Marriage Doesn't Imply a Woman Always Consents to Sex, Says Delhi High Court

The court, hearing petitions for and against making marital rape an offence, also said that the definition of rape now goes beyond only the use of force.

New Delhi: Marriage does not mean that a woman always consents to sexual relations with her husband, the Delhi high court observed on Tuesday, and also held that physical force is not necessary for constituting the offence of rape.

A bench of Acting Chief Justice Gita Mittal and Justice C. Hari Shankar said that in a relationship like marriage, both man and woman have a right to say ‘no’ to physical relations.

The court’s observation came while hearing pleas seeking to make marital rape an offence and others opposing them.

“Marriage does not mean that the woman is all the time ready, willing and consenting (for sexual relations). The man will have to prove that she was a consenting party,” the bench observed.

It did not agree with the submission of NGO Men Welfare Trust, which is opposing the plea to make marital rape an offence, that in spousal sexual violence, the use of force or threat of force are important elements to constitute the offence.

“It is incorrect to say that (physical) force is necessary for rape. It is not necessary to look for injuries in a rape. Today, the definition of rape is completely different,” the court said. Rape could also constitute forcing someone to have sex through blackmail or by threatening financial constraints, the Indian Express reported.

The NGO’s representatives Amit Lakhani and Ritwik Bisaria argued that a wife already has protection from sexual violence in a marriage under the available laws, including the Protection of Women from Domestic Violence Act, which covers harassment to married woman, sexual intercourse with a wife without her consent while she is living separately and unnatural sex.

To this, the court said, if it was already covered under the other laws, why should there be an exception in Section 375 of the Indian Penal Code, which says intercourse or sexual act by a man with his wife is not rape.

“Force is not a pre-condition of rape. If a man puts his wife under financial constraint and says he will not give her money for household and kids expenses, unless she indulges in sex with him and she has to do it under this threat. Later, she filed a rape case against the husband, what will happen,” the court said.

“A rape is a rape. Is it that if you are married, it is okay but if you are not, then it’s a rape? Why it should be exception under 375 of the IPC? Force is not a precondition for rape,” Indian Express quoted the judges as saying.

Men Welfare Trust is opposing the petitions filed by NGO RIT Foundation and the All India Democratic Women’s Association, which have challenged the constitutionality of Section 375 (which defines rape) of the IPC on the ground that it discriminates against married women being sexually assaulted by their husbands.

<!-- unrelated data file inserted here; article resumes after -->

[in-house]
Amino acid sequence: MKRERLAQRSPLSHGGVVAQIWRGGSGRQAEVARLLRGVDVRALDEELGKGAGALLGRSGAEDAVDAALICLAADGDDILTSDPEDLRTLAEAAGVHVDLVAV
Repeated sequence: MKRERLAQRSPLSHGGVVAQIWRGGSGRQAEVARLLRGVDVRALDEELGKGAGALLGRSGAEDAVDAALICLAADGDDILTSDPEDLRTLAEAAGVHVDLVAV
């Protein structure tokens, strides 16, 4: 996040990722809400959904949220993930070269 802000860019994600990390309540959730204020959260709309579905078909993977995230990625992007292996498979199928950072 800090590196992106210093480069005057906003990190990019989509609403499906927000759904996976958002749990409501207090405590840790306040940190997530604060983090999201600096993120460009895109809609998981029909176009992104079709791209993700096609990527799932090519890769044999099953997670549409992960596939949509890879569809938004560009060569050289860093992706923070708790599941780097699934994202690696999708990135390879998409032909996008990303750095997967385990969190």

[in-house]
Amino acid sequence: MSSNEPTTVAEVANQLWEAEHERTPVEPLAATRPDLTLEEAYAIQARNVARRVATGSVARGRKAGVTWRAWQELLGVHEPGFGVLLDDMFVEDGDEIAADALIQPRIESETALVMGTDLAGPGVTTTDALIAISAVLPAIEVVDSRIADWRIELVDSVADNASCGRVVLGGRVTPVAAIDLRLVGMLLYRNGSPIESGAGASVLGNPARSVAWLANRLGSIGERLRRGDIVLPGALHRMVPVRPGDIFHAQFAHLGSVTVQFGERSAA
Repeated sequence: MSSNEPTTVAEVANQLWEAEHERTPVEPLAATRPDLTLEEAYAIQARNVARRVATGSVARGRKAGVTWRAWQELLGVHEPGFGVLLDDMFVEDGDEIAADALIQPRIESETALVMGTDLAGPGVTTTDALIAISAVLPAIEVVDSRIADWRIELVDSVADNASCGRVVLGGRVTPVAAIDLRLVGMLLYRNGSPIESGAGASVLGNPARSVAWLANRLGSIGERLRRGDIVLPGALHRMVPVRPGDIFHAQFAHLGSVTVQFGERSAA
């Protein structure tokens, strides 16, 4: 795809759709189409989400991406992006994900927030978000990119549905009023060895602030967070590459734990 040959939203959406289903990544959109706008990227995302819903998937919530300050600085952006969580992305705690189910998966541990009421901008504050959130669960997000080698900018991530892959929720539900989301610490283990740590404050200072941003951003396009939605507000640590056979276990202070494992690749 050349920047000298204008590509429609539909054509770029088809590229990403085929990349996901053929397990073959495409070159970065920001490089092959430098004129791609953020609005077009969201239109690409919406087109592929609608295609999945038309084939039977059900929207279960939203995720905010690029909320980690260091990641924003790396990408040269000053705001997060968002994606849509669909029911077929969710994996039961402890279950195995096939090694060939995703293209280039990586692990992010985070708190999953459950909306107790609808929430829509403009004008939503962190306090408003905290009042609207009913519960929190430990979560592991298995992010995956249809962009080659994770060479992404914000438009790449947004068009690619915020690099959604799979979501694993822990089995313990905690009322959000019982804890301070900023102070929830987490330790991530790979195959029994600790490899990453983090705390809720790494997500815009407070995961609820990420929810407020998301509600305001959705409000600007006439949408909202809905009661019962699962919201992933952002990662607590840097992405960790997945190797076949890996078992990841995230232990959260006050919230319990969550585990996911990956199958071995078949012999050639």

The arguments will continue on August 8, the next date of hearing.

Earlier, Kolkata-based NGO Hridaya had also opposed the plea to make marital rape an offence, saying permanent consent for physical relations is a given when a person enters the institution of marriage.

The high court had earlier agreed to examine the issue raised in PILs by advocate Karuna Nundy, who represented RIT Foundation and the All India Democratic Women’s Association, and a man and a woman, who have sought striking down the exception in the Indian penal law that does not consider sexual intercourse with a wife, not less than 15 years of age, as rape.

In October 2017, the Supreme Court had ruled that the cut-off age in the exception is 18 and not 15 as the IPC said, and sex with a minor wife will count as rape in all cases.

The petitions have also sought setting aside the exception in the rape law that protects husbands, saying that it violates the right to equality, freedom and to live life with dignity provided under the Constitution.

The Delhi government had said that quashing the protection husbands enjoy against prosecution for marital rape would lead to “creation of an offence”, which is a legislative job and courts cannot create or legislate an offence, which would be the inevitable outcome of striking down of the exception in the IPC.

The Centre has opposed the main petitions saying marital rape cannot be made a criminal offence as it could become a phenomenon which may ‘destabilise’ the institution of marriage. The Union Ministry of Women and Child Development had also said that the idea of marital rape “cannot be suitably applied in the Indian context”. However, the government’s own data, collected during the National Health and Family Survey (NFHS-4), show that 5.4% of women have experienced marital rape, recorded under the category “Physically forced her to have sexual intercourse with him even when she did not want to”.

(With PTI inputs)